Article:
As law professor Melissa Murray has noted, Barrett adds a layer of perceived authority to speak on such matters as the only mother on the Court. And, to be sure, one can have an informed opinion on a subject without personal experience. However, the right has tried to capitalize on Barrett as an expert on all things related to motherhood, when she has never herself had an abortion or given a child up for adoption.

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The Trumps with Amy Coney Barrett and her family on Sept. 26, 2020, in the Rose Garden of the White House. (White House / Shealah Craighead)

Crucially, what Barrett’s “pro-life” position also misses is the impact on the living child.  

Her rose-colored version of safe haven laws being a direct route from abandonment to adoption is simply not based in fact. Last year, as is typical, over 400,000 children were in foster care. Of those, only 4 percent were in-pre adoptive households. Over 100,000 children were awaiting adoption—meaning that their parents legal rights had been terminated or the state’s goal for them was adoption. And only 12 percent of those children were in a pre-adoptive home. For many children, even if eventually adopted, some time will be spent in foster care. And foster care is not always a safe haven.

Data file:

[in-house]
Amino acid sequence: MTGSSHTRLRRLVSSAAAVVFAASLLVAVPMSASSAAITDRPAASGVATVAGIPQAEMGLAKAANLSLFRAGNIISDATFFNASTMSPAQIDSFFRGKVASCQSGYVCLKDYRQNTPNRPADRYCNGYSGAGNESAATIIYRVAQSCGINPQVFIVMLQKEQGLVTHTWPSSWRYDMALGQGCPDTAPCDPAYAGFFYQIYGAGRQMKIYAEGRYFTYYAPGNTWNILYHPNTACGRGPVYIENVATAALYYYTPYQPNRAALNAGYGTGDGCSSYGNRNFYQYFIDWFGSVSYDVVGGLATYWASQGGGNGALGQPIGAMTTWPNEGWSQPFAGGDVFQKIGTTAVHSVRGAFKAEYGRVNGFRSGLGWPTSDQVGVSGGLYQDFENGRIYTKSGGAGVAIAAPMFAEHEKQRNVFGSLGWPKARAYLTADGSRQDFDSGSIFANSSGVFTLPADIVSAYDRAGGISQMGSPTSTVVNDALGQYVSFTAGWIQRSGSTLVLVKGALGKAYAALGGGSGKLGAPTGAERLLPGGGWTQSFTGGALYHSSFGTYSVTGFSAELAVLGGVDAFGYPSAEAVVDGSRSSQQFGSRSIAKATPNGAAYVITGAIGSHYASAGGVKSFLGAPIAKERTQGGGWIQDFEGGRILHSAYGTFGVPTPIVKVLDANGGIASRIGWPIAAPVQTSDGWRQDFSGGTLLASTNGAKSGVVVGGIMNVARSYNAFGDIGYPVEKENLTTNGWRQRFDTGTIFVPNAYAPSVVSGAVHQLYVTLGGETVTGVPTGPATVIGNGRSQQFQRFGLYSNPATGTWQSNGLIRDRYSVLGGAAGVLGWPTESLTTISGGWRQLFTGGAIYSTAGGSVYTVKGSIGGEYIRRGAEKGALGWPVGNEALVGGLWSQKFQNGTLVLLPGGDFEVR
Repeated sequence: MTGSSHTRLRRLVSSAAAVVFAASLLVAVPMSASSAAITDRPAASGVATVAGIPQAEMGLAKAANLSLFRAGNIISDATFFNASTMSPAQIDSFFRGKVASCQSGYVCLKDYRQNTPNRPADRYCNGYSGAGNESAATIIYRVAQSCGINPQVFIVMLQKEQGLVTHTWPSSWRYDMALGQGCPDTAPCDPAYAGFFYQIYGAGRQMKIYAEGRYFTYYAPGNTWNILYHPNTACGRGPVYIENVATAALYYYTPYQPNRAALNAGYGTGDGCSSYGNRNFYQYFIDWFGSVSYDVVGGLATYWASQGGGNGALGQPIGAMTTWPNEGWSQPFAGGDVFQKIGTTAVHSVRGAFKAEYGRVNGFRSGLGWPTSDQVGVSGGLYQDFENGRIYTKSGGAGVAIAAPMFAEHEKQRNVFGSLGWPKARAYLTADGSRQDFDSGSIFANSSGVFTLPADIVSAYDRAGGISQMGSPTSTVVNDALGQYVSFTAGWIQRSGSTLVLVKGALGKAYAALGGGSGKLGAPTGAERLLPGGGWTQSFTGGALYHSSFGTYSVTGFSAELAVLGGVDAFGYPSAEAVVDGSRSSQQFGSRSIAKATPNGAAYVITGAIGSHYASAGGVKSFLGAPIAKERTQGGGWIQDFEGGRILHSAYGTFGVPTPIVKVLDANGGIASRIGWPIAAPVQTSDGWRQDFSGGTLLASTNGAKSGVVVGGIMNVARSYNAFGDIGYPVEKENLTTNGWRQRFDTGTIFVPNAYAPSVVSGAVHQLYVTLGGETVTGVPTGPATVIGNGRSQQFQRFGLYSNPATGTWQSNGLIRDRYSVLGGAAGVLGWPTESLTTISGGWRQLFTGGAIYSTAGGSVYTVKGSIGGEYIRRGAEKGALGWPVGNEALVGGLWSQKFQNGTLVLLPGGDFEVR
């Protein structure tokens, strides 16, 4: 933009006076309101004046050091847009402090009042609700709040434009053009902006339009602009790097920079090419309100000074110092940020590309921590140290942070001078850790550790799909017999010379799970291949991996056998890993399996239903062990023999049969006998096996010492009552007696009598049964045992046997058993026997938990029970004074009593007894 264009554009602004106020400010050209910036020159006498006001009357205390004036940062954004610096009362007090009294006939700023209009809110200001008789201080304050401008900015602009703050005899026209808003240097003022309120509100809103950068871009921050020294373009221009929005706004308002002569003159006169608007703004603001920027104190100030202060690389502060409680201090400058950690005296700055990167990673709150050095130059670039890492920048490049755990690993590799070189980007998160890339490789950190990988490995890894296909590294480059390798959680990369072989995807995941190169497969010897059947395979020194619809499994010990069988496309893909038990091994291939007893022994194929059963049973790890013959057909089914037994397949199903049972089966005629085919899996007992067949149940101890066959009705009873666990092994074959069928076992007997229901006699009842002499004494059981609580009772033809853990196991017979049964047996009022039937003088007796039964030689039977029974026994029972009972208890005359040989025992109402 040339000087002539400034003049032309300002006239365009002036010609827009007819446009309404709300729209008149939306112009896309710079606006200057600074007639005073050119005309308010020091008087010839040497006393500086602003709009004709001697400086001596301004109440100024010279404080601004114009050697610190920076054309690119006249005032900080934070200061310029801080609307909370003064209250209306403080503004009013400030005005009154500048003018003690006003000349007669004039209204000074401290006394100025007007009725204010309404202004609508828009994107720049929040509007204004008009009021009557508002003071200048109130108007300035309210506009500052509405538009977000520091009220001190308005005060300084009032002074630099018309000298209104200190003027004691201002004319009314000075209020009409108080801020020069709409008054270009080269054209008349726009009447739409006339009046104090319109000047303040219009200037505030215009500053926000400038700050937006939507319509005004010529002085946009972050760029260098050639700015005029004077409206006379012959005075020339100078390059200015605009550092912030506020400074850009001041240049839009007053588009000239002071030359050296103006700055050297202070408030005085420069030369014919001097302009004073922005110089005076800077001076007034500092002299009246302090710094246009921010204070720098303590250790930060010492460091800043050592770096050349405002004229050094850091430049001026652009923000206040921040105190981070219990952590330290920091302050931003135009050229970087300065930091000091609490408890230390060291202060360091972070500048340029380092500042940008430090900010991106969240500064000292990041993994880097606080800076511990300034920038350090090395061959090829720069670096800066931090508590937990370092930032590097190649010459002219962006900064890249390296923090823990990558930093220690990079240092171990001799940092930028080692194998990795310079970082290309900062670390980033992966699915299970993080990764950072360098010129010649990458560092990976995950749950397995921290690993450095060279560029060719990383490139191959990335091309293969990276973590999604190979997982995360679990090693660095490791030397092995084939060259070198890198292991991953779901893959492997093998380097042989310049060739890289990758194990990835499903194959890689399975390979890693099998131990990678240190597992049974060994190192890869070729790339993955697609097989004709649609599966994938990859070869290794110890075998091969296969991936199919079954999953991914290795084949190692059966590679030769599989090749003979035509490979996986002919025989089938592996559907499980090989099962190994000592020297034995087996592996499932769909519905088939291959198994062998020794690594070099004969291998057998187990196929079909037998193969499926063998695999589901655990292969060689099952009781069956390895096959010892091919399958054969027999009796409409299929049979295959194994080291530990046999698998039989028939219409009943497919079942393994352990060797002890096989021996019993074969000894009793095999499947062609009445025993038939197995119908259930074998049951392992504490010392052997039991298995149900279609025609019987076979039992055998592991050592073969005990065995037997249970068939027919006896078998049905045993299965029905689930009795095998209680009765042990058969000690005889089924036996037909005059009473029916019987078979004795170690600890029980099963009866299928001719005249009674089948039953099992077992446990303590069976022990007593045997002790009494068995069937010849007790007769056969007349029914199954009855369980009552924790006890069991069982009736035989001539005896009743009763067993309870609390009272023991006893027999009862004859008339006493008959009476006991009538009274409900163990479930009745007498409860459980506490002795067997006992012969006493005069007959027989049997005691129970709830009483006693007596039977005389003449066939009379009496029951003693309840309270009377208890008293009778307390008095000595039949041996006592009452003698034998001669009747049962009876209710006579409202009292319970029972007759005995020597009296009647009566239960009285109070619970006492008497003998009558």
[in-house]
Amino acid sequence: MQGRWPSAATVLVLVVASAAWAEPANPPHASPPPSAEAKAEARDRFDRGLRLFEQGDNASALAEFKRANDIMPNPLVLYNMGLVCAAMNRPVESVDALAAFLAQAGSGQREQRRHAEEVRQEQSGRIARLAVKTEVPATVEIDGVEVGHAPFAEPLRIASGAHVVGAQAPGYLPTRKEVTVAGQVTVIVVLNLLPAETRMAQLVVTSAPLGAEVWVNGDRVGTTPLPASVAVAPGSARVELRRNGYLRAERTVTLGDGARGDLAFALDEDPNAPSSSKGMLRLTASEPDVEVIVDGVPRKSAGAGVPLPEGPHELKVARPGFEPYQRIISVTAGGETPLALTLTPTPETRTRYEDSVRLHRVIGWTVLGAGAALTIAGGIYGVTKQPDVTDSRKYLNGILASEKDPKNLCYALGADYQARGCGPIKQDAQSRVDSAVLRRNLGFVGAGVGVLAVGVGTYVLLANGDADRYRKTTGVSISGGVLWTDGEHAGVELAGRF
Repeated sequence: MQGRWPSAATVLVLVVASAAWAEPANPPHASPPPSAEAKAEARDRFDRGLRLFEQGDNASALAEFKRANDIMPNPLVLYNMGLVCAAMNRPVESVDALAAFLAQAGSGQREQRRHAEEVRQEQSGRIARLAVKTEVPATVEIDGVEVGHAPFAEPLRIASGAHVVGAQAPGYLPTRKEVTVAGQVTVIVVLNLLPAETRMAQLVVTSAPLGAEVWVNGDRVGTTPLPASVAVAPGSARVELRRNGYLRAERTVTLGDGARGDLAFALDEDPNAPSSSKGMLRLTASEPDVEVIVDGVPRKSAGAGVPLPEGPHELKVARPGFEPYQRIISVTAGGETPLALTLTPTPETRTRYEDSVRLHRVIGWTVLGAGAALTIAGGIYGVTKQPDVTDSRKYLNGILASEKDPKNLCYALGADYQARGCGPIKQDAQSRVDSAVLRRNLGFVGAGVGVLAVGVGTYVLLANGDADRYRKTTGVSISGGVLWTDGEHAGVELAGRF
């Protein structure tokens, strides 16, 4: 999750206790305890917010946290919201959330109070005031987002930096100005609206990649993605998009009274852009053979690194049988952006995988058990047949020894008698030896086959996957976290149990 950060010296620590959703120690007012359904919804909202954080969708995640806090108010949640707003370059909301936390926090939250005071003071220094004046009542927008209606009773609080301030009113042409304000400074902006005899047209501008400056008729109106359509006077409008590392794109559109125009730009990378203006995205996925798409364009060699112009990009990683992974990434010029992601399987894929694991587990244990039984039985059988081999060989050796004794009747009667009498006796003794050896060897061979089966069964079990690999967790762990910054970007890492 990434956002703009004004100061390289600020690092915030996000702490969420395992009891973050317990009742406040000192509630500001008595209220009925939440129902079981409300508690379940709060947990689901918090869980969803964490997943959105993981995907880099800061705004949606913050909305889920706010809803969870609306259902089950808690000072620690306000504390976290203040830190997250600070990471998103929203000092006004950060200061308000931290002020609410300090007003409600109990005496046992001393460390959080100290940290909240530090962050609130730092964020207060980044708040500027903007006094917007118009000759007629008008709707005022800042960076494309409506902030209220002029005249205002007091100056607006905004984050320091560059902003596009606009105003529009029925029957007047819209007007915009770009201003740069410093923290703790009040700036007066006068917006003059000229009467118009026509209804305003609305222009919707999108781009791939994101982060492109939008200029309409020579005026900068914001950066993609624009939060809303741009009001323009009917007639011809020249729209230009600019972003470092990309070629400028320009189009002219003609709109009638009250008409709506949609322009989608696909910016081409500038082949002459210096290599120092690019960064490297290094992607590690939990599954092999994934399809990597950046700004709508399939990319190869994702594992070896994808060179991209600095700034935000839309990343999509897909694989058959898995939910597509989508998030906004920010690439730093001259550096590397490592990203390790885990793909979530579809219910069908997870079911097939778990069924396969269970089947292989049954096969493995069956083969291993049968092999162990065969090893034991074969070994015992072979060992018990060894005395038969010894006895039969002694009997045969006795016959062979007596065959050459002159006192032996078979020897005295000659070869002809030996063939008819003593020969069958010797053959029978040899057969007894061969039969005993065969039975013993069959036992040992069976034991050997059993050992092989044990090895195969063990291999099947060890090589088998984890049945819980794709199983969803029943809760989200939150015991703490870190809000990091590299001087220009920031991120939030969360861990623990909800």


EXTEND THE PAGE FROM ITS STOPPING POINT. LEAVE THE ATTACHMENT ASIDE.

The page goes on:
For many children, even if eventually adopted, some time will be spent in foster care. And foster care is not always a safe haven.

Many children report abuse in foster care. A study of alumni from the Casey Family Programs found that 21 percent of children surveyed had experienced abuse in foster care. Another study in Georgia found that for children whose case goal was adoption, 34 percent had experienced some type of harm including abuse or neglect in foster care.